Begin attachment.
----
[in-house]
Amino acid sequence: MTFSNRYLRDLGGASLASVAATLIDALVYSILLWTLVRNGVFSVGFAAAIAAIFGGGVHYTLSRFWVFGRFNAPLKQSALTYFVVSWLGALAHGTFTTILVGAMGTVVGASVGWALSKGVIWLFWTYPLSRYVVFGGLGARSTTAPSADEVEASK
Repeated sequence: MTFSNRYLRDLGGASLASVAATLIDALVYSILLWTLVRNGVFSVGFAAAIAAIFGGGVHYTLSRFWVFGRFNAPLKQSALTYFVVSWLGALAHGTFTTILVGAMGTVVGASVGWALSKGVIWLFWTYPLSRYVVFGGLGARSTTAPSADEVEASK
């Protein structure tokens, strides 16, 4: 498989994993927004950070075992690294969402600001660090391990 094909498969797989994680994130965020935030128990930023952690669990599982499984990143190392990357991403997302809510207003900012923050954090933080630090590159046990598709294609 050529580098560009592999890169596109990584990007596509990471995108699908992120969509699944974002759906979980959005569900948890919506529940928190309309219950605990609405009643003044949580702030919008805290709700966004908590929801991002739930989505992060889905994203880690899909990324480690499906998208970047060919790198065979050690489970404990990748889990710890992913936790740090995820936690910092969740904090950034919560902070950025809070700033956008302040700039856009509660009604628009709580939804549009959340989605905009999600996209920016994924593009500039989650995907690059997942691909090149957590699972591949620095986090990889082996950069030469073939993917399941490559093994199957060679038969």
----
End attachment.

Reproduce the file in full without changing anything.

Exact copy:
[in-house]
Amino acid sequence: MTFSNRYLRDLGGASLASVAATLIDALVYSILLWTLVRNGVFSVGFAAAIAAIFGGGVHYTLSRFWVFGRFNAPLKQSALTYFVVSWLGALAHGTFTTILVGAMGTVVGASVGWALSKGVIWLFWTYPLSRYVVFGGLGARSTTAPSADEVEASK
Repeated sequence: MTFSNRYLRDLGGASLASVAATLIDALVYSILLWTLVRNGVFSVGFAAAIAAIFGGGVHYTLSRFWVFGRFNAPLKQSALTYFVVSWLGALAHGTFTTILVGAMGTVVGASVGWALSKGVIWLFWTYPLSRYVVFGGLGARSTTAPSADEVEASK
């Protein structure tokens, strides 16, 4: 498989994993927004950070075992690294969402600001660090391990 094909498969797989994680994130965020935030128990930023952690669990599982499984990143190392990357991403997302809510207003900012923050954090933080630090590159046990598709294609 050529580098560009592999890169596109990584990007596509990471995108699908992120969509699944974002759906979980959005569900948890919506529940928190309309219950605990609405009643003044949580702030919008805290709700966004908590929801991002739930989505992060889905994203880690899909990324480690499906998208970047060919790198065979050690489970404990990748889990710890992913936790740090995820936690910092969740904090950034919560902070950025809070700033956008302040700039856009509660009604628009709580939804549009959340989605905009999600996209920016994924593009500039989650995907690059997942691909090149957590699972591949620095986090990889082996950069030469073939993917399941490559093994199957060679038969």